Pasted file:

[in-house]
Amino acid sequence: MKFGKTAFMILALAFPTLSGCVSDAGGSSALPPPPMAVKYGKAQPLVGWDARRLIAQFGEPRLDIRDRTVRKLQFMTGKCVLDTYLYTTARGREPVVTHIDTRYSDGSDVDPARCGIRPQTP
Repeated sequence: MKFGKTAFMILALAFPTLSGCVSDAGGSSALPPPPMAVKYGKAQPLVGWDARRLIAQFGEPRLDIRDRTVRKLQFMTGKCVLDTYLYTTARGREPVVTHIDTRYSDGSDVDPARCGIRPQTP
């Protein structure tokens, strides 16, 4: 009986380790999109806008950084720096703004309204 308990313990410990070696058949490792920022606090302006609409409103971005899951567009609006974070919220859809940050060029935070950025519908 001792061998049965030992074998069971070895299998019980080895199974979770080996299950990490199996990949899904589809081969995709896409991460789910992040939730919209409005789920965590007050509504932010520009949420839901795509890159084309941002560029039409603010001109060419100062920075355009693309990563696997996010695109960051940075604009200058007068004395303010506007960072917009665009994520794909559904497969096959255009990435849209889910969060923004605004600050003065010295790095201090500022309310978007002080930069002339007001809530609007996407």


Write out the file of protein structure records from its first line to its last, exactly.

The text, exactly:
[in-house]
Amino acid sequence: MKFGKTAFMILALAFPTLSGCVSDAGGSSALPPPPMAVKYGKAQPLVGWDARRLIAQFGEPRLDIRDRTVRKLQFMTGKCVLDTYLYTTARGREPVVTHIDTRYSDGSDVDPARCGIRPQTP
Repeated sequence: MKFGKTAFMILALAFPTLSGCVSDAGGSSALPPPPMAVKYGKAQPLVGWDARRLIAQFGEPRLDIRDRTVRKLQFMTGKCVLDTYLYTTARGREPVVTHIDTRYSDGSDVDPARCGIRPQTP
């Protein structure tokens, strides 16, 4: 009986380790999109806008950084720096703004309204 308990313990410990070696058949490792920022606090302006609409409103971005899951567009609006974070919220859809940050060029935070950025519908 001792061998049965030992074998069971070895299998019980080895199974979770080996299950990490199996990949899904589809081969995709896409991460789910992040939730919209409005789920965590007050509504932010520009949420839901795509890159084309941002560029039409603010001109060419100062920075355009693309990563696997996010695109960051940075604009200058007068004395303010506007960072917009665009994520794909559904497969096959255009990435849209889910969060923004605004600050003065010295790095201090500022309310978007002080930069002339007001809530609007996407």